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Smoke in the Smokies

In response to:

Appalachian Spring from the January 21, 1982 issue

To the Editors:

In V.S. Pritchett’s engaging reminiscence, “Appalachian Spring” [NYR, January 21] he writes, “The Smokies have been called that name because of the clouds that caught them or lay across the ravines below….”

I believe it is generally agreed the Great Smokies are so named because during the summer and well along into fall, the evaporating turpentine from millions of trees, principally longleaf and slash pines, volatilizes from the sticky pitch which exudes where ever pines are wounded, either deliberately from collecting cuts, or accidentally from falling branches, and produces a haze or smoke.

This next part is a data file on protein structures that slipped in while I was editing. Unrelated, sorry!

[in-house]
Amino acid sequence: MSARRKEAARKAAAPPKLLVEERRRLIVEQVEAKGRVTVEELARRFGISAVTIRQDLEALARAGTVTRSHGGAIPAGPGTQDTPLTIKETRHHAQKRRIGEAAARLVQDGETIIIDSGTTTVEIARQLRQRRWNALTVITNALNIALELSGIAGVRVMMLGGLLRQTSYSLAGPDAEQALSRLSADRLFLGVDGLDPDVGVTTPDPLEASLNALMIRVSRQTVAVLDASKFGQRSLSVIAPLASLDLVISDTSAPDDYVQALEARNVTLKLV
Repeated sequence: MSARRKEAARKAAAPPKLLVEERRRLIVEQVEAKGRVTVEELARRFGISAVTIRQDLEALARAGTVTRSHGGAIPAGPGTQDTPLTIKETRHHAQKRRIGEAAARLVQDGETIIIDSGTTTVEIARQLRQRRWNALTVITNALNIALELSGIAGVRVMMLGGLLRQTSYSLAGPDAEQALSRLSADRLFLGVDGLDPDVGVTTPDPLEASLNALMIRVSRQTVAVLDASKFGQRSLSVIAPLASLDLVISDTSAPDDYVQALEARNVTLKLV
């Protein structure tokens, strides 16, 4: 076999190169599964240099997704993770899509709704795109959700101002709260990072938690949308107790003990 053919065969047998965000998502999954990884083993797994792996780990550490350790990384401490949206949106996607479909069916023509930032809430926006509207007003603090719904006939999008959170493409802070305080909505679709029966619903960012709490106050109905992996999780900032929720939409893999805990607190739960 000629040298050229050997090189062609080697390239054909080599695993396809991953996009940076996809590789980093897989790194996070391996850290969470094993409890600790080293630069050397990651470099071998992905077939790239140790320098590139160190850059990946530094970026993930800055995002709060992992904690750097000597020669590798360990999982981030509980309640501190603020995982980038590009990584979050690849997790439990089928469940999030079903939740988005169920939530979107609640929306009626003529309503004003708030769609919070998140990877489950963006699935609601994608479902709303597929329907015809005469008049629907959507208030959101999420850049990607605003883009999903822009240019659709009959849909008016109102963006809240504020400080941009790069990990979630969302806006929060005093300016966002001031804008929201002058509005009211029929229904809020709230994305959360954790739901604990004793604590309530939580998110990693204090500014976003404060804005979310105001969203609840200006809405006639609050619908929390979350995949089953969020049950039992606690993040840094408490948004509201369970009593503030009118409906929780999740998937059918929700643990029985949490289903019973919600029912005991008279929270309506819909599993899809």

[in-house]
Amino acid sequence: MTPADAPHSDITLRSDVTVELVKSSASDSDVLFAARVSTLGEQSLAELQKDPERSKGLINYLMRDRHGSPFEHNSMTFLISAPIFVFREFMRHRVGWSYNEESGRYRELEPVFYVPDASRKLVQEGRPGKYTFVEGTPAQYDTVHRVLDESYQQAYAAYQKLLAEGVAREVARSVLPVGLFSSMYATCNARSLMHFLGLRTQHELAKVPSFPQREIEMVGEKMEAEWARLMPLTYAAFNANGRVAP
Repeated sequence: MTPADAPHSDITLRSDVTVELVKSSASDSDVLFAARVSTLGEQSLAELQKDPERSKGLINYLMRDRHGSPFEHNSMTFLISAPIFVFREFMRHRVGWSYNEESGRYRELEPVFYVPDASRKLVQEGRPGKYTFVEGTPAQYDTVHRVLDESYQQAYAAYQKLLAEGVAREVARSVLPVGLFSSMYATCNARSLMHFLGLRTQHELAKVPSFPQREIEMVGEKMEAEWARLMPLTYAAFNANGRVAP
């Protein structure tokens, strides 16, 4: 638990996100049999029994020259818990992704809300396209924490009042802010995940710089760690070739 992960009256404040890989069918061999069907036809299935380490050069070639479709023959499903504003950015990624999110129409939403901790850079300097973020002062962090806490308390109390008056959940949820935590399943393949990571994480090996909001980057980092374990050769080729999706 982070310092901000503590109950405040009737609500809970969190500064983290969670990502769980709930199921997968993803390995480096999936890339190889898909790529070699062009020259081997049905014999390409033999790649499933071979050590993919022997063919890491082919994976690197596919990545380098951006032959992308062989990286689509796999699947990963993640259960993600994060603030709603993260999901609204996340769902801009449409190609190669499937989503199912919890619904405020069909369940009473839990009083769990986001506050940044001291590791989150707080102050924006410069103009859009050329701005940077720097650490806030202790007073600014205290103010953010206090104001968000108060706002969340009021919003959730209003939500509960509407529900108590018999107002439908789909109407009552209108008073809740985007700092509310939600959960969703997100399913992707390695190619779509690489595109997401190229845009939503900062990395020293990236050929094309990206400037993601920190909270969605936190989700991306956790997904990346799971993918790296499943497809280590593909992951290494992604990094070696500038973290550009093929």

Before modern distillation methods the by-products of this resin or pitch were distilled over open woodburning fires, and, in addition, the smouldering fires producing charcoal and tar, created an even heavier haze and smoke than we see today. Of course, the resin-covered trees may accidentally catch fire in dry weather and smoke will cover hundreds of square miles.

Charles Schwartz

Farmingdale, New Jersey

V.S Pritchett replies:

I am fascinated by the scientific explanation of the source of the cloud lakes in the Appalachians. When I was walking there in the 1920s, the mountain people used to tell me that they were due to evaporation of the heavy rains. Turpentine seems to create the only known beautiful form of smog. How strange! Thank you Charles Schwartz.

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